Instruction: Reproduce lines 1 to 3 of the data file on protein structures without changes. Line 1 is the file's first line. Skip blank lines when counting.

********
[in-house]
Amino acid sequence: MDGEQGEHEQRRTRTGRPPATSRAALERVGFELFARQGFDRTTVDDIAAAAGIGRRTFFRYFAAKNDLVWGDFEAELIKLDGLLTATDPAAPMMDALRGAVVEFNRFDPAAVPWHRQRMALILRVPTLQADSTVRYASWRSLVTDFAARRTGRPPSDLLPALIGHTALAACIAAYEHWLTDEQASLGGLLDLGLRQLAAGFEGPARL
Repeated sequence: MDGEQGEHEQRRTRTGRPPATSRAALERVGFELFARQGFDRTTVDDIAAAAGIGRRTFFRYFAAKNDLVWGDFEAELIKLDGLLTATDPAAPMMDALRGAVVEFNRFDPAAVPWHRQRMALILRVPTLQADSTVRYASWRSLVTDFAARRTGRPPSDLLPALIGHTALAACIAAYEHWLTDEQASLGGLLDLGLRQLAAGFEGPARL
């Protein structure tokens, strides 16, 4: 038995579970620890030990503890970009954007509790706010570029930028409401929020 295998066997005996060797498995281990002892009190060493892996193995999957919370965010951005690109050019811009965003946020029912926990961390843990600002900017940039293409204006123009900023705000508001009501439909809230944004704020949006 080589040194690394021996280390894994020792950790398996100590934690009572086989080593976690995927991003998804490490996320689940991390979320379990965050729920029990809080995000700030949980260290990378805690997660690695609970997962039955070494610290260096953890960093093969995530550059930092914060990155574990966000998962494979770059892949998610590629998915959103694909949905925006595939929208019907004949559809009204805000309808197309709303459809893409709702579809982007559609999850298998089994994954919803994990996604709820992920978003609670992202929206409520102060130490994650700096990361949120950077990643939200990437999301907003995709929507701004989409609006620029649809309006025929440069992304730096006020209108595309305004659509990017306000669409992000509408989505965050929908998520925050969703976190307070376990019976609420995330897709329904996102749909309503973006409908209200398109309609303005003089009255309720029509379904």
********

[in-house]
Amino acid sequence: MDGEQGEHEQRRTRTGRPPATSRAALERVGFELFARQGFDRTTVDDIAAAAGIGRRTFFRYFAAKNDLVWGDFEAELIKLDGLLTATDPAAPMMDALRGAVVEFNRFDPAAVPWHRQRMALILRVPTLQADSTVRYASWRSLVTDFAARRTGRPPSDLLPALIGHTALAACIAAYEHWLTDEQASLGGLLDLGLRQLAAGFEGPARL
Repeated sequence: MDGEQGEHEQRRTRTGRPPATSRAALERVGFELFARQGFDRTTVDDIAAAAGIGRRTFFRYFAAKNDLVWGDFEAELIKLDGLLTATDPAAPMMDALRGAVVEFNRFDPAAVPWHRQRMALILRVPTLQADSTVRYASWRSLVTDFAARRTGRPPSDLLPALIGHTALAACIAAYEHWLTDEQASLGGLLDLGLRQLAAGFEGPARL